CODART, Dutch and Flemish art in museums worldwide

Art market and connoisseurship in the Dutch Golden Age

symposium: 4 November 2005

Organizers

Anna Tummers and Koenraad Jonckheere
in collaboration with
Instituut voor Cultuur en Geschiedenis, Universiteit van Amsterdam

Amsterdams Centrum voor de Studie van de Gouden Eeuw
Onderzoeksschool Kunstgeschiedenis

From the invitation

Although the art market in the Dutch Golden Age has been much researched in the last few decades, and there has been a growing interest in early modern connoisseurship, these fields of research have hardly been studied in relation to one another. Jeffrey Muller was one of the first scholars to look into seventeenth century views on the authenticity of pictures in his article ā€œMeasures of authenticity: the detection of copies in the early literature on connoisseurshipā€ (in: Kathleen Preciado (ed.), Retaining the original: multiple originals, copies and reproductions, Washington 1989). After closely analyzing a wide range of treatises, Muller did not continue to look into inventories, sales catalogue and the like. Yet he speculated that: ā€œArguments were provided to give everyone satisfaction with what he or she could afford in an art market where prices were set with increasing regularity on a scale of authenticity.ā€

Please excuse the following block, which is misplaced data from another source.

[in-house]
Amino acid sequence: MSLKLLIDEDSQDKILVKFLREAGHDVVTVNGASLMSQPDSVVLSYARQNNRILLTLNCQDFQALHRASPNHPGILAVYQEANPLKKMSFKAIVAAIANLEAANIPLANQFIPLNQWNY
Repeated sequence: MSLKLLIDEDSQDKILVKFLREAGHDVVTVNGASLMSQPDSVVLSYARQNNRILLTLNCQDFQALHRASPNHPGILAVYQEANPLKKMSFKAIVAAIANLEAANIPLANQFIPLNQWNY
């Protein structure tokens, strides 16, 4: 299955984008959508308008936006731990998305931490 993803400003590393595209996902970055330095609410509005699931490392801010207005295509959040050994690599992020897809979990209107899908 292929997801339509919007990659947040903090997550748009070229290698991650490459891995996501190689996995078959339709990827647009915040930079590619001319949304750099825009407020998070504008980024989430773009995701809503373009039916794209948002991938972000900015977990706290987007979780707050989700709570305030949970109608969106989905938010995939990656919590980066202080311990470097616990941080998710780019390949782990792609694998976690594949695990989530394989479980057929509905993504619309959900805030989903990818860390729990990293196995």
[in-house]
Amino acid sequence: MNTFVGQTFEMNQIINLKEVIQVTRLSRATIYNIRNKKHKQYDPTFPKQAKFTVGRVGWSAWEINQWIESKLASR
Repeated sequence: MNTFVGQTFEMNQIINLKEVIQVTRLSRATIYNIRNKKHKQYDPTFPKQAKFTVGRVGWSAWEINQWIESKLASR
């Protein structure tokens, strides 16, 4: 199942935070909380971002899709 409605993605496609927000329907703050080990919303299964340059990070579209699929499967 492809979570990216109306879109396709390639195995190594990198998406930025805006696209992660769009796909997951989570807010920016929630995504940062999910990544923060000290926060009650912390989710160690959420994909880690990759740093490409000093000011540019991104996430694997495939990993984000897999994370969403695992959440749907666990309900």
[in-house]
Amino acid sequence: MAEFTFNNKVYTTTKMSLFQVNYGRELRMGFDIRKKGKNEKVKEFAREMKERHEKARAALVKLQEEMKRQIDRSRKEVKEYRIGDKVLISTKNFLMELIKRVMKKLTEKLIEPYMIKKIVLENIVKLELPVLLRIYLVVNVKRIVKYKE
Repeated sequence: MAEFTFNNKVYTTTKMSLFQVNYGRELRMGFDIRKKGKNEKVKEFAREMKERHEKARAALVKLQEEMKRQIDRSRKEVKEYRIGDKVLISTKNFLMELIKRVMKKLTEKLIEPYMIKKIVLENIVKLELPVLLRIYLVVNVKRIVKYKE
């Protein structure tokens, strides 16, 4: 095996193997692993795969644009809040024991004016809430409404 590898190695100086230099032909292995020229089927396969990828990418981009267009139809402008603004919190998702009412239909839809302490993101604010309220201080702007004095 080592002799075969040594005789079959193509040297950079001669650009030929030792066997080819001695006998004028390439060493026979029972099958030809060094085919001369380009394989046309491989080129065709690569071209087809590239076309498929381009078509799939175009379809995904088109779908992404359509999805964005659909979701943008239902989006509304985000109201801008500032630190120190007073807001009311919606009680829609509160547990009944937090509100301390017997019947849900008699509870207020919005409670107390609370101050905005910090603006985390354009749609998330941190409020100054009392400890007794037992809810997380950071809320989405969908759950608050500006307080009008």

Recent studies of the art market in the seventeenth and early eightteenth century enable us to look more closely at seventeenth-century connoisseurship. Especially Neil de Marchi and Hans van Miegroet have made an important contribution in this respect with their article ā€˜Pricing invention: ā€œoriginalsā€, ā€œcopiesā€ and their relative value in seventeenth century Netherlandish art marketsā€™ (in: Victor Ginzburgh and Pierre-Michel Menger (eds.), Economics of the arts, Amsterdam 1996). Nonetheless, many question are still to be explored, such as: Who priced and attributed pictures for inventories and sales, and how did they determine a paintingā€™s value? How did the price of a painting relate to its quality? The purpose of this symposium is to try to answer some of these questions while outlining new areas of research.

Program

10:00 Registration and coffee

Chair: Eric-Jan Sluijter
10:30 Koenraad Jonckheere
Brand names, trademarks and nameless products: painter names and seventeenth-century connoisseurship
11:30 Anna Tummers
The painter versus the connoisseur: the best judge of pictures in seventeenth-century theory and practice
12:30 Lunch break

Chair: Marten Jan Bok
14:00 Natasja Peeters
ā€˜Like ye lawes of Medes and Persiansā€™: Peter Paul Rubensā€™s attitude towards paintingsā€™ prices in the early seventeenth century
15:00 Hans van Miegroet & Neil de Marchi
Connoisseur-dealers, assymetry, and transparency in markets for Netherlandish paintings in France
16:00 Concluding remarks